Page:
There are literally thousands of early childhood toys and games. Most of them are not worth the money, but a few are fabulous and well worth the money.
As I stated in my earlier article on 10 Family Games that are Worth the Money, “I determine whether a family game is worth the money by seeing how many hours it is used.”
Let’s face it – everyone (including me) wants a Minion this year, but soon they will be on the shelves of the dollar stores. Branded toys are not usually worth the money. They might bring a smile on Christmas day, but will be quickly tossed aside for the next new-and-improved Disney sidekick.
Here are 10 early childhood toys that I recommend because I feel they are worth the money.
(By the way, these are NOT digital toys or apps. Real live physical universe (not virtual universe) abilities are extremely important for young children. I also think that constant and close up – especially to small growing bodies.)
- – ($7.99) I bought our box of counting bears at the drug store 18 years ago. My 19 year old daughter and I sorted them into their cups a few weeks ago and we’ve only lost one bear. We mourn its loss. This is a keeper toy. Teaches so many early childhood educational basics with such a simple toy. And yes, you can set up all 50 of them in rows and they make a great audience for a puppet show.
- – ($9.99) A smooth cylinder of wood with slanted holes. A piece of rope. And a wooden “needle.” I’m not sure who got more pleasure from this toy – my kids or me. You “sew” through the holes til there is no more “thread” and then you “unsew.” Teaches dexterity and the basics of sewing. This toy is NOT for the wild child who throws everything since it could be used as a flying object.
- – ($9.99 – $80) You’ve seen this bead maze in every daycare, nursery school and pediatrician office you’ve ever been in. Why? Because kids (and adults) are fascinated by it and they are extremely sturdy. There is lots of moving parts but none of them can get lost or swallowed. I suggest getting one that is more expensive than a cheap version, but because they are so sturdy you can always find them used. If buying a used version, make sure that you clean and sanitize it well.
- – ($22.36) Talk about dexterity learning skills. A wooden puzzle format that has latches and locks. When my son was little, he could spend hours just opening and closing the kitchen cabinet including when we were at the simply incredible Indianapolis Children’s Museum. This is a wonderful toy that can travel in and out of the car.
- (learn to tie your shoes) – ($11.69) Talk about value! This is the most brilliant activity book. You just read the book with your child and have them follow along with the color coded laces and ta-da, they learn to tie their shoes. It’s simple and it works and I love it!! Teaching your kid to tie their shoes – priceless.
- – ($28) I’m not sure exactly what it is about this toy, but when my daughter saw it at the Boston Museum of Science store, she just HAD to have it. I simply was NOT going to buy it. So, she went out and earned the money (she was 5 years old) and bought it the next week. It currently resides in her bedroom. It really is fun to push around and it makes the most satisfying “slap slap” sound each time the webbed foot smacks the floor.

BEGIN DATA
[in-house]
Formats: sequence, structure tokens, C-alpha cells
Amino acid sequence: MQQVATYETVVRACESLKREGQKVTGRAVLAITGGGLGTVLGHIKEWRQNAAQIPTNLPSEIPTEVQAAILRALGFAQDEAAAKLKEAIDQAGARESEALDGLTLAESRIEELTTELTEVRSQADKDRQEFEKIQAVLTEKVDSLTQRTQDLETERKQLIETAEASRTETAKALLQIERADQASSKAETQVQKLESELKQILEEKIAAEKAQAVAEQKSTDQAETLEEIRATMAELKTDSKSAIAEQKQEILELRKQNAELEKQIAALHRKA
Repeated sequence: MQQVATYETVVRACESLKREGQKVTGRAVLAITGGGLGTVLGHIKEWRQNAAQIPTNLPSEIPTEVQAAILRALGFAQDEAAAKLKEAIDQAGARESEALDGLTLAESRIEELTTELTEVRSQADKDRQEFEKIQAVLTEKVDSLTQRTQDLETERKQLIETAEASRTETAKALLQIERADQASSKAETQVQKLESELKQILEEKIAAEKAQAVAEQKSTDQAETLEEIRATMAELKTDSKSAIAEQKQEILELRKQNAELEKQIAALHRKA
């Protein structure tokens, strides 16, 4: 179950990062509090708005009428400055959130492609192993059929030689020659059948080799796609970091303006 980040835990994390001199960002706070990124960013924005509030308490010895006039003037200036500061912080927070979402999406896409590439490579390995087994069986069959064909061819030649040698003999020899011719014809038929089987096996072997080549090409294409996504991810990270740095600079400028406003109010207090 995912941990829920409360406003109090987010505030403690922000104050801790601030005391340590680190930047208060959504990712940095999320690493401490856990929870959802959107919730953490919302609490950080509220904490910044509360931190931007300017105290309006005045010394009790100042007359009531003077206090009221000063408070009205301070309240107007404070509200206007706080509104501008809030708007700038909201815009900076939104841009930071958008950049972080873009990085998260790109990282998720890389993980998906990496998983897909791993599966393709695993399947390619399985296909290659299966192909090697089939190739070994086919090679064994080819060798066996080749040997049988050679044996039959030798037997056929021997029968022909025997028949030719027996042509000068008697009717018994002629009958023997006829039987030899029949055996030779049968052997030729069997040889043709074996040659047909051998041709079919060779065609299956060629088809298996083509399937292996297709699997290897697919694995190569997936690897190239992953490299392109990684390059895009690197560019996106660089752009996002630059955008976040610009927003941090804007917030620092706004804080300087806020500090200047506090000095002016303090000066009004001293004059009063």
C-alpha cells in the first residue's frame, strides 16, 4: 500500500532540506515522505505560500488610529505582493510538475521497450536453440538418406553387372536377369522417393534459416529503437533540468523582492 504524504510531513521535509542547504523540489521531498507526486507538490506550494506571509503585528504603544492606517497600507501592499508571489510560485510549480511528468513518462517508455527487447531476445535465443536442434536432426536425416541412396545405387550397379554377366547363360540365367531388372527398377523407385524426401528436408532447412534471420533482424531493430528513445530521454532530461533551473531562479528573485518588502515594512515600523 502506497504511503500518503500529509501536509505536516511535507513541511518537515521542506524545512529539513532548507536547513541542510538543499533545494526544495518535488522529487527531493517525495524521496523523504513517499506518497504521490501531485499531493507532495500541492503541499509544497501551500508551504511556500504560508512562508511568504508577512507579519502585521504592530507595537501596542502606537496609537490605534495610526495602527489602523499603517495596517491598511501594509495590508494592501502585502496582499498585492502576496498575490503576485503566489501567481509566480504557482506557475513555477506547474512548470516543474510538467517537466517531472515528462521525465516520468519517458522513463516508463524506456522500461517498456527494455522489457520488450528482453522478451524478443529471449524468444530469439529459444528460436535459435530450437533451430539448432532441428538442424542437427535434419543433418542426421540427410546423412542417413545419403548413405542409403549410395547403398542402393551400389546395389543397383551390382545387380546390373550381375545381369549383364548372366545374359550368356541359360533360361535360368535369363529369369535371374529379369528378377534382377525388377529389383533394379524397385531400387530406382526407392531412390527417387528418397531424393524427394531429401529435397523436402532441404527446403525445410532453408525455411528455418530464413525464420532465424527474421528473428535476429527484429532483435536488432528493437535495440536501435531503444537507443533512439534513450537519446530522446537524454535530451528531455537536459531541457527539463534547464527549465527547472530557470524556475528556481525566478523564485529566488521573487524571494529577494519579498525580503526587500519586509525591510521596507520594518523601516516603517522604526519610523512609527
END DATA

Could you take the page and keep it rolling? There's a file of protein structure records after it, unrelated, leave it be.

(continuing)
- – ($7.99) Great toy for girls or boys. Take the hammer, pound the peg til you can’t pound it anymore, turn over the toy and pound from the other side. Great for dexterity and general confidence builder. Not a bad way for mom to take out a bit of frustration when the going gets rough.
- – ($48.29) It would be impossible for me to calculate the number of hours that my son played with his Brio trains. Of course, the counting isn’t done because we still have the set and intend to keep it forever. We started with the basic figure 8 kit and then grew the set from there. One year we had a Brio birthday and only asked for a piece of Brio track. I also was able to find track, trains and bridges at yard sales (a great savings). Brio trains and Thomas trains are compatible. I used to have a zipper gym bag filled with track and trains that I took with me when we went visiting. We’d find a clear space and dump out the pieces. I got to have some lovely long coffee chats with my girlfriends while the kids played with the trains.
- – ($12.74) I picked this game up at a yard sale 18 years ago. I paid 50 cents for it. Yep, I’ve certainly gotten my money’s worth. A great game to teach deductive reasoning to your kids. A nice challenge for you as well. CHOKING HAZARD — Small parts. Not for children under 3 yrs.
- – ($8) A ball, any ball is the best and most versatile toy. I remember sitting on the floor with my son gently rolling a ball back and forth to him when he was barely even able to sit up. Perhaps this is why his first word was “ball.” The Gertie Ball is especially nice because it is very soft and extremely catchable. You blow it up like a balloon so it can be different sizes. It’s collapsability makes it a good travel ball since it can easily fit into a diaper bag or stroller without taking up too much space.
- Bonus – – This is a vintage toy. It is not made any more. My daughter and I just pulled her’s down from the shelf to look at it. This is a wonderful toy. It teaches kids to read an analog clock (something many kids don’t know how to do anymore) and also to see the time move digitally by 5 minute increments. It also helps to teach about the complicated place values of time. They are different than regular counting. OK, maybe you don’t want to pay vintage prices for one of these, but I’m telling you that if you see one at Goodwill or a yard sale, snatch it up. Warning: This wonderful toy makes a cuckoo sound which is probably why they made a that was silent, but also hard to find.
I have added retail prices for each of these items, but of course, you can also look for them 2nd hand. These are (mostly) sturdy toys that will stand the test of time.